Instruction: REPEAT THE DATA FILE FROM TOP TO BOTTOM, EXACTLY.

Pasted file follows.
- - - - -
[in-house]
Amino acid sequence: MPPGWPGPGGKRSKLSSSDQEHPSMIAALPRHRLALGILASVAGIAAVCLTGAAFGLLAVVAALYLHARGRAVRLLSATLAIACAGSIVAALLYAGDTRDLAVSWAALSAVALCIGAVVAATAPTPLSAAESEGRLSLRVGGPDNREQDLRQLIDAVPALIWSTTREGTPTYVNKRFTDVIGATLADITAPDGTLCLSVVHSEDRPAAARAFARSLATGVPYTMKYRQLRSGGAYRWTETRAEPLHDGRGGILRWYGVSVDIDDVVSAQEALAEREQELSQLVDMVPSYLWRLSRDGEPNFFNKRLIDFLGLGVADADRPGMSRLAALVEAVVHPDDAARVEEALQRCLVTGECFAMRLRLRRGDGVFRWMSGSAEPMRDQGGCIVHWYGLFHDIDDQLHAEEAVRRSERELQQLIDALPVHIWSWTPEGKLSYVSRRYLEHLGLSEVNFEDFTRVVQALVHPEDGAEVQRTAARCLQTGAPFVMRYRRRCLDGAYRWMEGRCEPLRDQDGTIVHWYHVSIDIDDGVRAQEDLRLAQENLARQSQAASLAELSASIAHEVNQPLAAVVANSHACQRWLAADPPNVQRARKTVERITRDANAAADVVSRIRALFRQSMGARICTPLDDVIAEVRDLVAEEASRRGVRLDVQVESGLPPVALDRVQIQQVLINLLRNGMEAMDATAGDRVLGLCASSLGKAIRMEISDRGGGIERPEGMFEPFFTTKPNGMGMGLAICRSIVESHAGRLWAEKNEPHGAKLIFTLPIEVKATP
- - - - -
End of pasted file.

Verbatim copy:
[in-house]
Amino acid sequence: MPPGWPGPGGKRSKLSSSDQEHPSMIAALPRHRLALGILASVAGIAAVCLTGAAFGLLAVVAALYLHARGRAVRLLSATLAIACAGSIVAALLYAGDTRDLAVSWAALSAVALCIGAVVAATAPTPLSAAESEGRLSLRVGGPDNREQDLRQLIDAVPALIWSTTREGTPTYVNKRFTDVIGATLADITAPDGTLCLSVVHSEDRPAAARAFARSLATGVPYTMKYRQLRSGGAYRWTETRAEPLHDGRGGILRWYGVSVDIDDVVSAQEALAEREQELSQLVDMVPSYLWRLSRDGEPNFFNKRLIDFLGLGVADADRPGMSRLAALVEAVVHPDDAARVEEALQRCLVTGECFAMRLRLRRGDGVFRWMSGSAEPMRDQGGCIVHWYGLFHDIDDQLHAEEAVRRSERELQQLIDALPVHIWSWTPEGKLSYVSRRYLEHLGLSEVNFEDFTRVVQALVHPEDGAEVQRTAARCLQTGAPFVMRYRRRCLDGAYRWMEGRCEPLRDQDGTIVHWYHVSIDIDDGVRAQEDLRLAQENLARQSQAASLAELSASIAHEVNQPLAAVVANSHACQRWLAADPPNVQRARKTVERITRDANAAADVVSRIRALFRQSMGARICTPLDDVIAEVRDLVAEEASRRGVRLDVQVESGLPPVALDRVQIQQVLINLLRNGMEAMDATAGDRVLGLCASSLGKAIRMEISDRGGGIERPEGMFEPFFTTKPNGMGMGLAICRSIVESHAGRLWAEKNEPHGAKLIFTLPIEVKATP